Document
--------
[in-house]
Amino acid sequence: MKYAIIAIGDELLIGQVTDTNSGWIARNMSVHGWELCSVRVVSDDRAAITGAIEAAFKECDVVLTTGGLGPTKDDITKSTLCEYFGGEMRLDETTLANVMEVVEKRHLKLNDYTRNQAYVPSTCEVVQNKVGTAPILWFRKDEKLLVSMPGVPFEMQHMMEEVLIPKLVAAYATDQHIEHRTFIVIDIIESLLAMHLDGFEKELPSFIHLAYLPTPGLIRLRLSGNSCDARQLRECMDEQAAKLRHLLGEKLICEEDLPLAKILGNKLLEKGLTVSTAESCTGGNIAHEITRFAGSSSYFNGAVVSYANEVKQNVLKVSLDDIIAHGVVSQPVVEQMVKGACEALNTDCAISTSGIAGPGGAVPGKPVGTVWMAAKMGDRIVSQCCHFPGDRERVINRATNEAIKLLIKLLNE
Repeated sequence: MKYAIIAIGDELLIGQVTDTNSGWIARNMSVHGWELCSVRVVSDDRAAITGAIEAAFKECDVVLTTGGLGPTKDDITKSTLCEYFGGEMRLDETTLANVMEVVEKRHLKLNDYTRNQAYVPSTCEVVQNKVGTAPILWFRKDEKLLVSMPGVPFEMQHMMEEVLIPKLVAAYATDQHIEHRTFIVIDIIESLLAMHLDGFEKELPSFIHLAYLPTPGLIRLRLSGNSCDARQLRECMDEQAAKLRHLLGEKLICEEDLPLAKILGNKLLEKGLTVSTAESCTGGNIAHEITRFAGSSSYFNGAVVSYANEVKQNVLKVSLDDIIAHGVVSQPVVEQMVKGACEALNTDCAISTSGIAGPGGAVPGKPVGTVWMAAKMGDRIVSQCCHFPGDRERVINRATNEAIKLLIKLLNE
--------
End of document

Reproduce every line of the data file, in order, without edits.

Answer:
[in-house]
Amino acid sequence: MKYAIIAIGDELLIGQVTDTNSGWIARNMSVHGWELCSVRVVSDDRAAITGAIEAAFKECDVVLTTGGLGPTKDDITKSTLCEYFGGEMRLDETTLANVMEVVEKRHLKLNDYTRNQAYVPSTCEVVQNKVGTAPILWFRKDEKLLVSMPGVPFEMQHMMEEVLIPKLVAAYATDQHIEHRTFIVIDIIESLLAMHLDGFEKELPSFIHLAYLPTPGLIRLRLSGNSCDARQLRECMDEQAAKLRHLLGEKLICEEDLPLAKILGNKLLEKGLTVSTAESCTGGNIAHEITRFAGSSSYFNGAVVSYANEVKQNVLKVSLDDIIAHGVVSQPVVEQMVKGACEALNTDCAISTSGIAGPGGAVPGKPVGTVWMAAKMGDRIVSQCCHFPGDRERVINRATNEAIKLLIKLLNE
Repeated sequence: MKYAIIAIGDELLIGQVTDTNSGWIARNMSVHGWELCSVRVVSDDRAAITGAIEAAFKECDVVLTTGGLGPTKDDITKSTLCEYFGGEMRLDETTLANVMEVVEKRHLKLNDYTRNQAYVPSTCEVVQNKVGTAPILWFRKDEKLLVSMPGVPFEMQHMMEEVLIPKLVAAYATDQHIEHRTFIVIDIIESLLAMHLDGFEKELPSFIHLAYLPTPGLIRLRLSGNSCDARQLRECMDEQAAKLRHLLGEKLICEEDLPLAKILGNKLLEKGLTVSTAESCTGGNIAHEITRFAGSSSYFNGAVVSYANEVKQNVLKVSLDDIIAHGVVSQPVVEQMVKGACEALNTDCAISTSGIAGPGGAVPGKPVGTVWMAAKMGDRIVSQCCHFPGDRERVINRATNEAIKLLIKLLNE